Delight growing on Virginia Christmas tree farms
FLOYD, Va. — Delight is a major product of Virginia’s 500 plus Christmas tree farms.
Rifton Farms here near Pilot was a prime example on Dec. 2 as this emotion shone on the face of a very busy farmer, Robert O’Keefe and his customers who just kept coming.
O’Keefe and his trees are shining their delight across the state this month on the cover of Virginia Living.
The life-style publication features a decorated eight-foot Fraser fir nestled beside and outdoor hearth at a home in Hot Springs named Bearfoot.
The cover heralds an article by Valerie Hubbard titled “Mountain Magic” and is one of several pictures taken by Lincoln Barbour. The piece tells how the home built by Richmond interior designer Margaret Valentine and her husband E. Massie Valentine, Jr. came into being. It includes that the name is the result of sightings of mother bears and their cubs on the property.
Margaret Valentine turned to O’Keefe, a long-time friend of her father, the late Billy Izard who lived in Floyd County when she needed help decorating for a Christmas magazine story
“Robert brought the tree and equipment, even water,” she said in a telephone interview. “Robert is a wonderful man, a good friend of my dad who helped me in a pinch trying to decorate a house in September. I felt like my dad was taking care of me.”
She praised both O’Keefe’s customer service and his trees. He supplied her with an eight-foot Fraser fir and greens for the house.
While the magazine was available for visitors to view, the delight that comes with the selling of Christmas trees was evident on O’Keefe’s face as he skillfully piloted a Kubota RTV140 around his barns, greeting return customers and calling them by name. Their smiles and calls of greetings reflected their delight. O’Keefe and his staff were working rapidly to help people find the tree of their dreams and get them ready to take home.
One couple was very specific in the kind of tree they wanted. It had to be a big one they stressed. Eight or ten feet. The couple rode with O’Keefe over the farm, asking questions and looking. When they got to the big Frasers, they disembarked at O’Keefe’s suggestion and hiked over the hills looking for the perfect tree.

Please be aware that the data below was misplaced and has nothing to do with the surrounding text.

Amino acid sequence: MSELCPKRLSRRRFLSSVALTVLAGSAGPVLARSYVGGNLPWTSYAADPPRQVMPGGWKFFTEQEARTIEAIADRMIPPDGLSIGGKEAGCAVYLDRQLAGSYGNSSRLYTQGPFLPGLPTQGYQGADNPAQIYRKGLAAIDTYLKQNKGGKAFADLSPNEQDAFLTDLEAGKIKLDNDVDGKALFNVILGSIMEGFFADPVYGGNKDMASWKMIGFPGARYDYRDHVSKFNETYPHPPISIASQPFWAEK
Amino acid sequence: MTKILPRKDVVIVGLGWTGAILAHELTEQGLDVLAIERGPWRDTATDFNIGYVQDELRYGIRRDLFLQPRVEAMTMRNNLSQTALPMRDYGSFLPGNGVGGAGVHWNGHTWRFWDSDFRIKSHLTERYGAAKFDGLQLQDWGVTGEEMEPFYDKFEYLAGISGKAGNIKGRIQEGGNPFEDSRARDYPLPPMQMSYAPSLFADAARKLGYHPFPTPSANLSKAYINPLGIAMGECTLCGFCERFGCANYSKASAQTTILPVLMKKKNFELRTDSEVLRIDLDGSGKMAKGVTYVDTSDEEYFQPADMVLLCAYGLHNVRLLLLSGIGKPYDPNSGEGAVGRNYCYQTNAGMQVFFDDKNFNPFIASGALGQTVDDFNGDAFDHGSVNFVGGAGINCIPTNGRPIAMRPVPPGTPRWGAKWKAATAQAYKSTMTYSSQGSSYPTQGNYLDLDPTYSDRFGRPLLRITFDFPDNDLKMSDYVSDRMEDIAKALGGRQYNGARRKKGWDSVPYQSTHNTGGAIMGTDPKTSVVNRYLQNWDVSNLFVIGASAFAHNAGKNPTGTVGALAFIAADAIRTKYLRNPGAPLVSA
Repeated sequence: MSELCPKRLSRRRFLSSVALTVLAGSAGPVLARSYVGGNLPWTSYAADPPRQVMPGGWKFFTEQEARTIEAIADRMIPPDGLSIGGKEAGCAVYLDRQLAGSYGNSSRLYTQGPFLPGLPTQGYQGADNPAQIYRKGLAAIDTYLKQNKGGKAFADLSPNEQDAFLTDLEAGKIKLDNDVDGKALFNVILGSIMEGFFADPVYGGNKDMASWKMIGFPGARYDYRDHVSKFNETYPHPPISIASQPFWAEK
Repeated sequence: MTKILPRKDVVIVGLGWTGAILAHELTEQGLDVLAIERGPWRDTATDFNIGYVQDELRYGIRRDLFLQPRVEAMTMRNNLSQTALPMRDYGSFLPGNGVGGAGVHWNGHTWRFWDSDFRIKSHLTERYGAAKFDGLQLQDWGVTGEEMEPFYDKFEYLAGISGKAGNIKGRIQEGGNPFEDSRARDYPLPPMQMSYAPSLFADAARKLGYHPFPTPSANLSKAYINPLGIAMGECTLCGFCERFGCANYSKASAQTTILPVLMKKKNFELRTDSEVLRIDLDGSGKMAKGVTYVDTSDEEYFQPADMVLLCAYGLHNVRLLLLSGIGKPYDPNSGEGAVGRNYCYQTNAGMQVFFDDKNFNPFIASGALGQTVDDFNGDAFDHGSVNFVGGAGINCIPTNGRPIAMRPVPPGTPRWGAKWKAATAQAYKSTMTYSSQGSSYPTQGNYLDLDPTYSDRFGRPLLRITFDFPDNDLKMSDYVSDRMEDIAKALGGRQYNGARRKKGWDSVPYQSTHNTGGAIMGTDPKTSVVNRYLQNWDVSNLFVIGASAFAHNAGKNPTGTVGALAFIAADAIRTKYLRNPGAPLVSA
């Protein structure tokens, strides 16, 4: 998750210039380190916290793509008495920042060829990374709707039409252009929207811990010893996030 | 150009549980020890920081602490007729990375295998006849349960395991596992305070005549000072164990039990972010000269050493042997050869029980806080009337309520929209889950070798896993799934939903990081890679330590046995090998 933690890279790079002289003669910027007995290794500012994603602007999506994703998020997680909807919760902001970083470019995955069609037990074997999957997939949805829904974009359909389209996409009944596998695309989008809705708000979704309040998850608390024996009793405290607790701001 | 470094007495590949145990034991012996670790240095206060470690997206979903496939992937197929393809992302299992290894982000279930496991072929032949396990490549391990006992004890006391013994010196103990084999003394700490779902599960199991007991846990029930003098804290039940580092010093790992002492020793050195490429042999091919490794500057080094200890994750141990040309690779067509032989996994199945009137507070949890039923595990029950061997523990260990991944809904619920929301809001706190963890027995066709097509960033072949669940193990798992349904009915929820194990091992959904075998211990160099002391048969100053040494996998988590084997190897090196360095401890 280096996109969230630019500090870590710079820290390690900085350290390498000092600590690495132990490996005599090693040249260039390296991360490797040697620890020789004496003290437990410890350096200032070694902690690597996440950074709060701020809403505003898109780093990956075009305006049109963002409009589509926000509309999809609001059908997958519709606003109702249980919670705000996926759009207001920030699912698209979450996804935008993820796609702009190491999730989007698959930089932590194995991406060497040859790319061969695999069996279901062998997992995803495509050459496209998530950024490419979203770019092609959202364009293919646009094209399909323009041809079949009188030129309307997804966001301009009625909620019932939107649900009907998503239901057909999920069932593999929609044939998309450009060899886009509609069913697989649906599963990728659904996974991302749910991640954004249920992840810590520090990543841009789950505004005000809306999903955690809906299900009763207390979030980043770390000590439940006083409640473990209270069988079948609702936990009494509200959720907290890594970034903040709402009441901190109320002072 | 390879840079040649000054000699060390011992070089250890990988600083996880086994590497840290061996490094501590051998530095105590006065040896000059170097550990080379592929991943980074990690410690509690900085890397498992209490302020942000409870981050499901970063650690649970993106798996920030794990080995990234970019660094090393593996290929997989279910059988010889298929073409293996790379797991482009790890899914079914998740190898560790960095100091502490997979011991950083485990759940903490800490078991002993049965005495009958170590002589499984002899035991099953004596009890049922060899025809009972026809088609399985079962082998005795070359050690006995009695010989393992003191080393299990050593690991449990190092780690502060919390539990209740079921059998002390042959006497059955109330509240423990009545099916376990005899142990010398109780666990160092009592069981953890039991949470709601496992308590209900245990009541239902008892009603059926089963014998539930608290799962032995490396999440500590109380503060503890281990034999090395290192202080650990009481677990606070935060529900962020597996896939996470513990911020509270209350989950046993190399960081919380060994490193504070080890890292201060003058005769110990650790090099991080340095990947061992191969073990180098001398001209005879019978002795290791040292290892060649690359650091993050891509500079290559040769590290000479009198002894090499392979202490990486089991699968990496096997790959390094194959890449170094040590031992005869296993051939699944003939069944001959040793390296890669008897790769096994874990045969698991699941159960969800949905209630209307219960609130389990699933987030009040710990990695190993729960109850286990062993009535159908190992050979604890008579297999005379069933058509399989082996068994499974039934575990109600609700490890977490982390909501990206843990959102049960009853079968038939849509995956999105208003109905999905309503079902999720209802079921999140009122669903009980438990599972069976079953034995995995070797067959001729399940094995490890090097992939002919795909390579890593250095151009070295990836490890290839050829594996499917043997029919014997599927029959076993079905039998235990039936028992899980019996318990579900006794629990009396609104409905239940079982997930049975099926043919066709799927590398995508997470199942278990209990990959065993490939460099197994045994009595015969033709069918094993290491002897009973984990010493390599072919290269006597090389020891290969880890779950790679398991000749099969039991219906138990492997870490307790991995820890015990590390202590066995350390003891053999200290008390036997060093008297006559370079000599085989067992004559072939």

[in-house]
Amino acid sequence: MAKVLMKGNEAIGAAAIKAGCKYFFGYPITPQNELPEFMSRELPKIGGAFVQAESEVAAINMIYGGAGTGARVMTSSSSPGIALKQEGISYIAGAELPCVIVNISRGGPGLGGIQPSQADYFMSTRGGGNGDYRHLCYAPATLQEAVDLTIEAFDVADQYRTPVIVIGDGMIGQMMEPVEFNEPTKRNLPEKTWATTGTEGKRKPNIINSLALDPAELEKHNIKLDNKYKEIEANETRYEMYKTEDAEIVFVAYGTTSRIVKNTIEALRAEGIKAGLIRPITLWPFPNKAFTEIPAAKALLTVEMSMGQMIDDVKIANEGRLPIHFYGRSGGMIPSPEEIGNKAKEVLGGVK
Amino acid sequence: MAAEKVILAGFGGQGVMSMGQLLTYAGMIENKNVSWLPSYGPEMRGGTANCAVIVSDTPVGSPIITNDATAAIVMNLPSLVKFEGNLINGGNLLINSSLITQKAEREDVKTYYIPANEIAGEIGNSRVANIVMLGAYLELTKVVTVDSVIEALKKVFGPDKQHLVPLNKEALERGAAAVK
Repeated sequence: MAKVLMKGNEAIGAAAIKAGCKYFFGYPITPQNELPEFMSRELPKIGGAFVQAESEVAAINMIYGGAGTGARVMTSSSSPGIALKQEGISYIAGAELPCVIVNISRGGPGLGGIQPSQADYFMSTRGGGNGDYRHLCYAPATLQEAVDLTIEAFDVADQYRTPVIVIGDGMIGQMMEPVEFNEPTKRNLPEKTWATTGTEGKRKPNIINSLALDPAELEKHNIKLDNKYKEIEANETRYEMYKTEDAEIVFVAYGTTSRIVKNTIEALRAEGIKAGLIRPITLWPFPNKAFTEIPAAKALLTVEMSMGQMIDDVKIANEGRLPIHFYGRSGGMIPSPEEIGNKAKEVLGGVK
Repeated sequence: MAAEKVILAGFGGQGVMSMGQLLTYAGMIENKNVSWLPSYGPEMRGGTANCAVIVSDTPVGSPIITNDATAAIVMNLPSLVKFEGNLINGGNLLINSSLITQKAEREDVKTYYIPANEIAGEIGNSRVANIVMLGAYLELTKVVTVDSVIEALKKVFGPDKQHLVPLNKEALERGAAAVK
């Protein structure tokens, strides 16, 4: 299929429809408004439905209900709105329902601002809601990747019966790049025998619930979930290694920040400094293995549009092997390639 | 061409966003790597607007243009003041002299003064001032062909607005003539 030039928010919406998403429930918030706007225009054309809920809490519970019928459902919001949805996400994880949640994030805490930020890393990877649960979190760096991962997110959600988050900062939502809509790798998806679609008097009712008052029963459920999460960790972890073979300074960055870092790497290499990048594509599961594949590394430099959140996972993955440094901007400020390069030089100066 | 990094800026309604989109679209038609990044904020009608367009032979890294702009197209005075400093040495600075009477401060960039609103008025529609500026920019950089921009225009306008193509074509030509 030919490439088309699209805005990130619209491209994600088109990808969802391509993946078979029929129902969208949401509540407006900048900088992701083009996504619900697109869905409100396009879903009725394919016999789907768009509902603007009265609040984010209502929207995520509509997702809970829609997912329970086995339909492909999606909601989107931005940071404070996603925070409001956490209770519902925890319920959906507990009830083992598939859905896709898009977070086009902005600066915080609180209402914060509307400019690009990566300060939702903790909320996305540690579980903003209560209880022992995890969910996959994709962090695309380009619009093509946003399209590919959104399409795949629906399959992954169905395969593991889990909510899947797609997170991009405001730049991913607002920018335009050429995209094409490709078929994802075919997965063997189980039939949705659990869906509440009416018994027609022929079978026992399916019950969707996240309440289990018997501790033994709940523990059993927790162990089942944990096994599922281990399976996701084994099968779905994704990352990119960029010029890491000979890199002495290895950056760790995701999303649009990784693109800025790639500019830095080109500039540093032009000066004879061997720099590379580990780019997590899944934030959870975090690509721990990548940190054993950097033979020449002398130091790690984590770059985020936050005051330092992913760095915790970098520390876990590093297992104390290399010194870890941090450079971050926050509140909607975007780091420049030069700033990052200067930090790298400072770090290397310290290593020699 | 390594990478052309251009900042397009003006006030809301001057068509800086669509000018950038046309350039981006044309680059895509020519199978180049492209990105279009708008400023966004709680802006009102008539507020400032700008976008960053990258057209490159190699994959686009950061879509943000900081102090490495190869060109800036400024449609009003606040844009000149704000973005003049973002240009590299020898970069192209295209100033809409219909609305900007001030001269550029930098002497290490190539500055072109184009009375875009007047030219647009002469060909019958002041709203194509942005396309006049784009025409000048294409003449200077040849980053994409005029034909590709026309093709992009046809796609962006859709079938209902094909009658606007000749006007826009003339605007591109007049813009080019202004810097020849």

By the time the Christmas tree grower and a visitor had made another round of the farm to pick up more customers they were beckoning for him to come. At the top of the hill, nestled against another tree stood the tree they wanted.
The couple paused along the way to have their picture made at “The Picture Tree,” a big one O’Keefe has decorated for that purpose. It has proven to be a popular spot, he reported.
The customers watched as a machine was brought to lift their big tree from the ground and staff wound twine around its branches to make it easy to transport. As they watched they made plans to use a red and silver color scheme with white lights to decorate it. The wife said it would stand beside the fireplace in front of a big picture window.
A ride with O’Keefe was a demonstration of how farmers can tell their story in a way their customers can relate and better understand the industry.
He pointed to a young tree with the top broken out as an example of deer damage. He went on to discuss the difficulty deer cause him, noting that he had needed to replace half the seedling he had planted one year, an expensive planting.
He explained about the effects the heavy rains of 2018 have had on the industry, pointing to muddy tracks where his vehicles had made numerous trips and the grass that had not been mowed beside the plot with trees. He said rather than getting a second cutting of hay he would be bush hogging the field to groom it for the coming year.
On a brighter note, he said if the trees are not hydrated enough this year they never will be.
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